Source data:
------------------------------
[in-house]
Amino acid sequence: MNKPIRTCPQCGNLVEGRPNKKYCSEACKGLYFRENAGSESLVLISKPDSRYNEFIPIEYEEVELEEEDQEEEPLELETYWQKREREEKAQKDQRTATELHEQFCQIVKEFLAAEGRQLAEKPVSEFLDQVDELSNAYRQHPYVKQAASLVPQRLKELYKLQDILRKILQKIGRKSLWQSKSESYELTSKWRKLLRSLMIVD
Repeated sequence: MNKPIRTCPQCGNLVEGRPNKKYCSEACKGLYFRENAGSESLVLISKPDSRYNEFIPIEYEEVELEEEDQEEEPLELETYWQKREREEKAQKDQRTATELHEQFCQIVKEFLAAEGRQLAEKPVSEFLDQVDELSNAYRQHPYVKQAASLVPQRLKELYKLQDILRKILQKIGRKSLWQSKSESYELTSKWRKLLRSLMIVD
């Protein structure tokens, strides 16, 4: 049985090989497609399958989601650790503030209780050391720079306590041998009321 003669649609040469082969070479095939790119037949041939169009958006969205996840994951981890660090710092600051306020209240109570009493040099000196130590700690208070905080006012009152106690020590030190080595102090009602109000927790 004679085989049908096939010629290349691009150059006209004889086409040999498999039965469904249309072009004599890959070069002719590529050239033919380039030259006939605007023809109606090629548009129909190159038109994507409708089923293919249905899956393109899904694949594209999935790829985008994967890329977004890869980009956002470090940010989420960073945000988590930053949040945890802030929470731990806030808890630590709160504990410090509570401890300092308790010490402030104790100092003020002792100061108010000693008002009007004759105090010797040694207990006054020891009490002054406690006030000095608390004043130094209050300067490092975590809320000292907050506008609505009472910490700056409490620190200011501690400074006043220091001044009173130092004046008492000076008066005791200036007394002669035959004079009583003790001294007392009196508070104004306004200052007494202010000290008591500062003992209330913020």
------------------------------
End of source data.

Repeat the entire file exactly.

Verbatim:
[in-house]
Amino acid sequence: MNKPIRTCPQCGNLVEGRPNKKYCSEACKGLYFRENAGSESLVLISKPDSRYNEFIPIEYEEVELEEEDQEEEPLELETYWQKREREEKAQKDQRTATELHEQFCQIVKEFLAAEGRQLAEKPVSEFLDQVDELSNAYRQHPYVKQAASLVPQRLKELYKLQDILRKILQKIGRKSLWQSKSESYELTSKWRKLLRSLMIVD
Repeated sequence: MNKPIRTCPQCGNLVEGRPNKKYCSEACKGLYFRENAGSESLVLISKPDSRYNEFIPIEYEEVELEEEDQEEEPLELETYWQKREREEKAQKDQRTATELHEQFCQIVKEFLAAEGRQLAEKPVSEFLDQVDELSNAYRQHPYVKQAASLVPQRLKELYKLQDILRKILQKIGRKSLWQSKSESYELTSKWRKLLRSLMIVD
């Protein structure tokens, strides 16, 4: 049985090989497609399958989601650790503030209780050391720079306590041998009321 003669649609040469082969070479095939790119037949041939169009958006969205996840994951981890660090710092600051306020209240109570009493040099000196130590700690208070905080006012009152106690020590030190080595102090009602109000927790 004679085989049908096939010629290349691009150059006209004889086409040999498999039965469904249309072009004599890959070069002719590529050239033919380039030259006939605007023809109606090629548009129909190159038109994507409708089923293919249905899956393109899904694949594209999935790829985008994967890329977004890869980009956002470090940010989420960073945000988590930053949040945890802030929470731990806030808890630590709160504990410090509570401890300092308790010490402030104790100092003020002792100061108010000693008002009007004759105090010797040694207990006054020891009490002054406690006030000095608390004043130094209050300067490092975590809320000292907050506008609505009472910490700056409490620190200011501690400074006043220091001044009173130092004046008492000076008066005791200036007394002669035959004079009583003790001294007392009196508070104004306004200052007494202010000290008591500062003992209330913020």